Do you ever see people who are getting to experience all of the wonderful things of life and you feel a tiny bit envious of all that they’re living?
Well, I feel bad that I’m going to be one of those people for you today. I feel bad that all of the good things happen to me and that you, likely, will only get to experience one of the wonderful things of life through listening to my story. Unless you’ve been one of the lucky ones, too.
Today, my minivan was repossessed by an actual repo man who knocked on the door of my home with a police man by his side while my kids napped. One minute I’m booking tickets online for a trip in the spring and the next minute my car is being driven down the driveway by a repo man. Welcome to America, baby.
If you’ve ever seen a repo man on any TV show that has completely typecast the repo man, you’ll know exactly what my repo man looked like. The police officer just looked like a nice guy full of shame and pity for me, with a tiny bit of “I’m the law” seriousness on the side in case I decided to, I don’t know, not follow what they told me to do? When you open your front door and you’ve got these two guys staring at you, who say, in unison, “Ma’am…,” you know shit’s about to get real.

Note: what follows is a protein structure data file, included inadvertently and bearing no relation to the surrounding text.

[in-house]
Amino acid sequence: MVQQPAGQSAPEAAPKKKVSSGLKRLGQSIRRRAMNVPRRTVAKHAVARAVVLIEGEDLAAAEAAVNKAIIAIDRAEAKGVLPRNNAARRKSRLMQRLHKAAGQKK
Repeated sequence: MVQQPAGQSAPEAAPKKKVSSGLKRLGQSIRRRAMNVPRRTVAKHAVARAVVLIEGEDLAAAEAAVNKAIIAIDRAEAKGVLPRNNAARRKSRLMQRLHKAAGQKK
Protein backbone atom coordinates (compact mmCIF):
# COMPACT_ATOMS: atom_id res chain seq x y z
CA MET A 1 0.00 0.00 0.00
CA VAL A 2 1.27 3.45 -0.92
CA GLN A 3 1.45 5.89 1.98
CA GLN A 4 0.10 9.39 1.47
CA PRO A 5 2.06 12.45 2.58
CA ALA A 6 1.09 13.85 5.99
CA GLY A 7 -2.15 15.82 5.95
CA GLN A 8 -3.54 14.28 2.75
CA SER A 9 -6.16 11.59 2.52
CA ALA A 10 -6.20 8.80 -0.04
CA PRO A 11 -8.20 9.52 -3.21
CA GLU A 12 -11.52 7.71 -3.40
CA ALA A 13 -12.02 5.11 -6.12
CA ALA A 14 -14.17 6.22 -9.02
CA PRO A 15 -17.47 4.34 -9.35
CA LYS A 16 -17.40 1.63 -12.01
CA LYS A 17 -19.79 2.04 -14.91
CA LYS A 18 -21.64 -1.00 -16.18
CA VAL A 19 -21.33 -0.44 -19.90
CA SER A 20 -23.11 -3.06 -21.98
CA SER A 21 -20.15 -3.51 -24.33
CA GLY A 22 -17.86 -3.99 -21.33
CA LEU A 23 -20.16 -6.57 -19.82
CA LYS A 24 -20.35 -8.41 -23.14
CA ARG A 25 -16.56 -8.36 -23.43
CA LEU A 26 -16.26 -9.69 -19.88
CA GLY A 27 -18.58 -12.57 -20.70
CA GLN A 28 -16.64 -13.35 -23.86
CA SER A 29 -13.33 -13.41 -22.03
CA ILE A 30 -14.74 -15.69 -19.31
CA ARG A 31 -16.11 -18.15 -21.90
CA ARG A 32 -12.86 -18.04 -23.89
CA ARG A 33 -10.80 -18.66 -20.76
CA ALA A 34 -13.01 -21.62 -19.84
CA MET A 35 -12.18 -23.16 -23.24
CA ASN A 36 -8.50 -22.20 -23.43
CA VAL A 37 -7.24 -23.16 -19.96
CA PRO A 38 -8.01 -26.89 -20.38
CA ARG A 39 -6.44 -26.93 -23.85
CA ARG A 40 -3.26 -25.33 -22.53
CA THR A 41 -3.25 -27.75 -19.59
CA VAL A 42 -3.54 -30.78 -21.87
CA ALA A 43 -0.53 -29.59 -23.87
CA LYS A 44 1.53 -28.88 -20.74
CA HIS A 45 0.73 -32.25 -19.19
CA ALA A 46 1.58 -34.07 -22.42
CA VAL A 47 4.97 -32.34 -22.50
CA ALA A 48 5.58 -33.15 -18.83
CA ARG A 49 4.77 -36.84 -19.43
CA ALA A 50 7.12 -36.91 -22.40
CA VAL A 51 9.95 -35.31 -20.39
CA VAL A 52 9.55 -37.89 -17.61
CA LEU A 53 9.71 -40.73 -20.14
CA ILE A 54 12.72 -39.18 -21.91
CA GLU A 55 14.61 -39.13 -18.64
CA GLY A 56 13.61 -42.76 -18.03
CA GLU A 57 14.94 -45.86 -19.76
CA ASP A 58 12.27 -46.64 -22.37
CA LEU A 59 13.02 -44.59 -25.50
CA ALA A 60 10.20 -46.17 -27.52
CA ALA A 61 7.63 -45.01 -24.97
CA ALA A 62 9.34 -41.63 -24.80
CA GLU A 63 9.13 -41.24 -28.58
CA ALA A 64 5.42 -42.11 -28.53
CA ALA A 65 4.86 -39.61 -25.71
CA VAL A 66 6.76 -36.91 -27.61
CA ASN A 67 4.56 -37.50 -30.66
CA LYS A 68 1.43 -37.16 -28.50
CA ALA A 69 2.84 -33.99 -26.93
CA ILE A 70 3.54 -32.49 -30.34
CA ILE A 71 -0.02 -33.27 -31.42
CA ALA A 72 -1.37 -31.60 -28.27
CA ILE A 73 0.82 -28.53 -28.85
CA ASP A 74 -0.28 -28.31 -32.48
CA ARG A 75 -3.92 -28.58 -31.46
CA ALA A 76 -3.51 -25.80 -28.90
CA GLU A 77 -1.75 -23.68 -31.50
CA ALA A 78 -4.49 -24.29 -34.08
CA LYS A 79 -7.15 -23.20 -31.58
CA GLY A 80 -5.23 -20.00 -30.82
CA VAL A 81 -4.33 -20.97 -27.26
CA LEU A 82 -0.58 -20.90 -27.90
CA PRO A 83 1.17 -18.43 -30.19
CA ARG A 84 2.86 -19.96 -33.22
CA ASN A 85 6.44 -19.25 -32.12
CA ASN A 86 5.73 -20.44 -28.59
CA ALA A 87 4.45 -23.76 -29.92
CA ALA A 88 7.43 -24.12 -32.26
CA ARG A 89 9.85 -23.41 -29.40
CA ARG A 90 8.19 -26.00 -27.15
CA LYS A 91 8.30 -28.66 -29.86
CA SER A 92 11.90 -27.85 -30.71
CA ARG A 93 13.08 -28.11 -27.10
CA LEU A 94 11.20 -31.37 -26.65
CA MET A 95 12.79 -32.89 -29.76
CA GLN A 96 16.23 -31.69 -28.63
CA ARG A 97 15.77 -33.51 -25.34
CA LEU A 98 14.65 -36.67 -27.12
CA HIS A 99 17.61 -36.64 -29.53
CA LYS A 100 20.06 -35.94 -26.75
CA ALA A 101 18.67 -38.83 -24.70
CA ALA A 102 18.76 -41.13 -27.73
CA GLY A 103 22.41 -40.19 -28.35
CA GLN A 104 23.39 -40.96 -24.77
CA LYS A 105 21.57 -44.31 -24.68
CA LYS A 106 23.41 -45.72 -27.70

To try to explain away this situation and make it feel less loser-like, I’ll make a long story short and explain that our van was leased and our lease was up. We had a new van picked out, paper work filled out, and everything all set with the dealership – paid in full (!) and ready to go. For the past two weeks, we have been trying to stop by to quickly exchange cars. I do not know why we couldn’t do this. I mean, I totally do know why – we’ve been out of whack around here with sick kids and family members. We’d been talking to our people at the Honda dealership and they said it was all fine; we could come as soon as we could make it. They understood, they said. We kept paying our bill (even though our lease was up) to the Honda financial guys because that’s what the Honda dealership guys told us to do. It all seemed fine. It was obviously, somehow, not fine.
Last week, on our way to visit his mom, my husband said laughingly, “I feel like we are so behind on everything right now. Like, for instance, this car. We’ve got to make the time to exchange it for the new one already. I get nervous that the dealership isn’t talking to the financial guys appropriately. I don’t even know what else we are forgetting around us….” I am a raging feminist and I think I might have giggled a ridiculous womanly giggle right then. “Haha,” I barely answered because I was barely listening. Because I barely cared about the car amongst the things about which I was caring at the moment. And it was my car! Mine! And here I was depending on a man to figure it all out. My 16-year-old self would have taken off her bra and burned it right in front of my face. I kid – that is not what feminists do. Duh.
Here is the thing: Feminism does not mean that I don’t depend on my partner. I do, for a lot of things. He also depends on me, for a lot of things. The way it works, at least for us, is if we both work our hardest in our best areas. And we make sure to make those areas equitably distributed (no fair if his list is double my list or vice versa. Egalitarianism is feminism.)